Rikers Island will remain under city control, as a federal court green-lit on Tuesday the mayor’s “Rikers Action Plan” that seeks to improve conditions inside the notorious correctional compound.
“I am grateful that the court today recognized our efforts to continue to address the dysfunction on Rikers Island and endorsed our Action Plan to make our jails safe for all who live and work there,” said Mayor Eric Adams.
The plan, which was Adams’ attempt to stop the federal government from taking over the management of the incarceration complex, promised “meaningful reform” at the prison, including actions to tamp-down violence and deal with shortages of staffing in the complex.
Judge Laura Taylor Swain, of the Eastern District of New York, sided with the city’s plan, allowing the government of the Five Boroughs to maintain control of the prison moving forward.
“This action plan represents a way to move forward with concrete measures now to address the ongoing crisis at Rikers Island,” Swain wrote in her decision.
The debate over the future of Rikers kicked-off after a series of reporting that highlighted the inhumane conditions on the island, which were exacerbated by the COVID-19 pandemic and the slow push to vaccinate inmates.
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Established in 1932, the detention complex has developed a reputation as a place where inmates are prone to violence, and has been the subject of much debate from politicos and activists looking to shutter the prison.
The City Council has since passed a series of bills aiming to one-day reduce the population of Rikers and possibly close the facility, while transferring detainees to soon-to-be-opened jails spread between 4 of the 5 boroughs in the Big Apple, excluding Staten Island.
That was largely sparked by the death of Kalief Browder, who spent three years on the island while awaiting trial after reportedly stealing a backpack, before taking his own life inside his prison cell in June of 2015.
Adding to the public pushback, The New York Times reported a series of stories detailing alleged “fight clubs” inside the jail, which featured videos of inmates fighting for sport while correctional officers failed to maintain order.
Many inmates have registered complaints over lacking proper health care and other resources inside the facility.
After a series of deaths on the island this year, where at least six inmates have lost their lives since January, the public attention reached new heights, and the judge was rumored to be considering ruling against the city and passing control over the management of the facility to federal hands.
Adams vehemently opposed that idea, urging the court to allow the city to keep its stronghold over the prison.
“It says we can’t do our job,” Adams said, lamenting the idea of a federal takeover. “I’m not surrendering this city to anyone who believes we can’t do our job.”
In a last-ditch effort, Adams’ administration presented their plan, corrections head Louis Molina worked with an independent court-appointed monitor since to develop a plan to keep the prison under the supervision of City Hall.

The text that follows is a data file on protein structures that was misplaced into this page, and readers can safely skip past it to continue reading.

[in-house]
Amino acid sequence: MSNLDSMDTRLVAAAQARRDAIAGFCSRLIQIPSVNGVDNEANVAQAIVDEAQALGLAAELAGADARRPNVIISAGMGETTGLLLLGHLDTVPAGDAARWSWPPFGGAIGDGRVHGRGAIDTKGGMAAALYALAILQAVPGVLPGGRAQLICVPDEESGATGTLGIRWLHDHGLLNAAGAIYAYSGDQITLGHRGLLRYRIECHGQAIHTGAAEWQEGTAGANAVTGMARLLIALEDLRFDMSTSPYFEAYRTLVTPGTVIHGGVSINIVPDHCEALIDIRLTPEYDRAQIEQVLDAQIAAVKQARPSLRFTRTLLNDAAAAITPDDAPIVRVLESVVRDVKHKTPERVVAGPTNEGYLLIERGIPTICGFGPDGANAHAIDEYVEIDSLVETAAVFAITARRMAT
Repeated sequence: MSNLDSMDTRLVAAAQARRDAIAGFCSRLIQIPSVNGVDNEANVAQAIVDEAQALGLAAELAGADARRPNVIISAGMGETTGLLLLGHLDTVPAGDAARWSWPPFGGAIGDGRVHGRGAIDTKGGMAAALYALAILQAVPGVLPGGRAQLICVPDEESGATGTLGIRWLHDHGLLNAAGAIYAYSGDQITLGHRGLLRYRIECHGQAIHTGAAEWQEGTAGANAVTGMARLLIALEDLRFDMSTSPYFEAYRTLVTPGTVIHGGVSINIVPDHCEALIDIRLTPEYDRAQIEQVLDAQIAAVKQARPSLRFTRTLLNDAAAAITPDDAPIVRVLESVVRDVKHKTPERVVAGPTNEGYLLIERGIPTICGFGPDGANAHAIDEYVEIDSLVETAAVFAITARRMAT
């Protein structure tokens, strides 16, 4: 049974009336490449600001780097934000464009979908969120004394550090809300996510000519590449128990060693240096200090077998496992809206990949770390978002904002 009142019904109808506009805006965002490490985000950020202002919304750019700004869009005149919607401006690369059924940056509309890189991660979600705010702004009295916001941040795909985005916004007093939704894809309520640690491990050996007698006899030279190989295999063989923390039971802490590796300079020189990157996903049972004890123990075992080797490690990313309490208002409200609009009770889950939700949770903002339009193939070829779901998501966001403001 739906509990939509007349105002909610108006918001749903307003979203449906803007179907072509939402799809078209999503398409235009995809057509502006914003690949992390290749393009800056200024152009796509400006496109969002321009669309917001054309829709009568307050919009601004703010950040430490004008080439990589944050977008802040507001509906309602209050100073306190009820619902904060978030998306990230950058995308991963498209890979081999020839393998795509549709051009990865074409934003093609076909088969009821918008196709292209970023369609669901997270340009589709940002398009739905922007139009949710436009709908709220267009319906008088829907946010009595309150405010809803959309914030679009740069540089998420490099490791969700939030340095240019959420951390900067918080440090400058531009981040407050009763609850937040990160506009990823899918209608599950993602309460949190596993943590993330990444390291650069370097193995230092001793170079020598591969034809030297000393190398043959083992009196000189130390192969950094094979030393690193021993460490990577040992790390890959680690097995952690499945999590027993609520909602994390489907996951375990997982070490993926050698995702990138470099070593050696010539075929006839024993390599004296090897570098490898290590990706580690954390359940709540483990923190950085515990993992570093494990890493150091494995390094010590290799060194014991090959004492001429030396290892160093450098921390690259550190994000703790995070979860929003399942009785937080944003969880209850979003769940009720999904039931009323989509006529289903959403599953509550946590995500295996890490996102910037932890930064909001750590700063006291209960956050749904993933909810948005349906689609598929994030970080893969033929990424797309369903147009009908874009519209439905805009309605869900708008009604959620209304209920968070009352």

“There are no quick or easy solutions to reforming Rikers, but in just a few short months, we have seen reductions in slashings and stabbings, reductions in use of force and assaults on staff, increased searches for weapons and contraband, and fewer officers out on sick leave,” Adams said in a statement. “It is a good start, but we must go much further.”
In hailing the win for city officials, Hizzoner promised that his plan would stop the “dysfunction that has plagued the jails” and better protect the inmate population.
“To the people in our care and to those officers and non-uniformed personnel working there: Know that I have your back and that the whole of city government has your back,” Adams said.
Sylvia Hinds-Radix, who serves as New York City Corporation Counsel, added that the city was “committed” to reforming the prison to ensure safety of all inmates.
“We are pleased that the court has endorsed the city’s Action Plan to address the longstanding problems at Rikers,” she said. “The city has already begun and is committed to continuing the hard work necessary for ongoing reform to create a jail system that is both more humane and safer for all.”
Advocates, meanwhile, who have long sought to shutter the complex, were less-than-enthused with the news, with the Legal Aid Society blasting the plan as “vague commitments” without “concrete actions.”
“More globally, the Plan is replete with vague commitments to revise policies in undefined ways, but it is almost silent on concrete actions or timelines for implementation of these new policies,” the organization wrote.
The Legal Aid Society declined to comment on Swain’s Tuesday ruling.
For now, though, the prison will remain under the control of the city, and the first-year mayor re-committed his administration to solving the problems plaguing Rikers Island.
“We will not rest until the dysfunction on Rikers is rooted out, these reforms are implemented, and the people in our care and working on the island are safe around the clock,” Adams said.